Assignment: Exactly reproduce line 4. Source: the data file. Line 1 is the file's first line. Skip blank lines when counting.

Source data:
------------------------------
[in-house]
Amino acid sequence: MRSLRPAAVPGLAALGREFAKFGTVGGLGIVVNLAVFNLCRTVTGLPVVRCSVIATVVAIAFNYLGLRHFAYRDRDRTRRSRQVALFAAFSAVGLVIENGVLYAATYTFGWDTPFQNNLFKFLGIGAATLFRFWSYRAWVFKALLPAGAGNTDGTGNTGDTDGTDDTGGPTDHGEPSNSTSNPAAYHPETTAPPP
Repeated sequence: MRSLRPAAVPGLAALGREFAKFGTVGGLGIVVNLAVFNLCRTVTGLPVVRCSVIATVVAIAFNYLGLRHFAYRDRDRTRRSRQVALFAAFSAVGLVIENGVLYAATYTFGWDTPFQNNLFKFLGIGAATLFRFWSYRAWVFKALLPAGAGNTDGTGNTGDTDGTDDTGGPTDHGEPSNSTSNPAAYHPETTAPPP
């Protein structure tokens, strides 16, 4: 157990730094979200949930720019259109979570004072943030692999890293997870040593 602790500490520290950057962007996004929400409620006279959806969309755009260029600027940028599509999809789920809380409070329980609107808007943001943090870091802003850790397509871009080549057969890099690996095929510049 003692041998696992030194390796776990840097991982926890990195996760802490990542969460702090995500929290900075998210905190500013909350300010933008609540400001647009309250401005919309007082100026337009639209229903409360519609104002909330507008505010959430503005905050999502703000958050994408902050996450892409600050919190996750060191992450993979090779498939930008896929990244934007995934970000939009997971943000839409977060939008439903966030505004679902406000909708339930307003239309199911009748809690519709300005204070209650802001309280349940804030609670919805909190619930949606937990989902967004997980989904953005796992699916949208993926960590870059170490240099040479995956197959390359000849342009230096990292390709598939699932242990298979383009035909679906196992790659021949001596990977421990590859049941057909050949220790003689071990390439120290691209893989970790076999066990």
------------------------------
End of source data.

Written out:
């Protein structure tokens, strides 16, 4: 157990730094979200949930720019259109979570004072943030692999890293997870040593 602790500490520290950057962007996004929400409620006279959806969309755009260029600027940028599509999809789920809380409070329980609107808007943001943090870091802003850790397509871009080549057969890099690996095929510049 003692041998696992030194390796776990840097991982926890990195996760802490990542969460702090995500929290900075998210905190500013909350300010933008609540400001647009309250401005919309007082100026337009639209229903409360519609104002909330507008505010959430503005905050999502703000958050994408902050996450892409600050919190996750060191992450993979090779498939930008896929990244934007995934970000939009997971943000839409977060939008439903966030505004679902406000909708339930307003239309199911009748809690519709300005204070209650802001309280349940804030609670919805909190619930949606937990989902967004997980989904953005796992699916949208993926960590870059170490240099040479995956197959390359000849342009230096990292390709598939699932242990298979383009035909679906196992790659021949001596990977421990590859049941057909050949220790003689071990390439120290691209893989970790076999066990």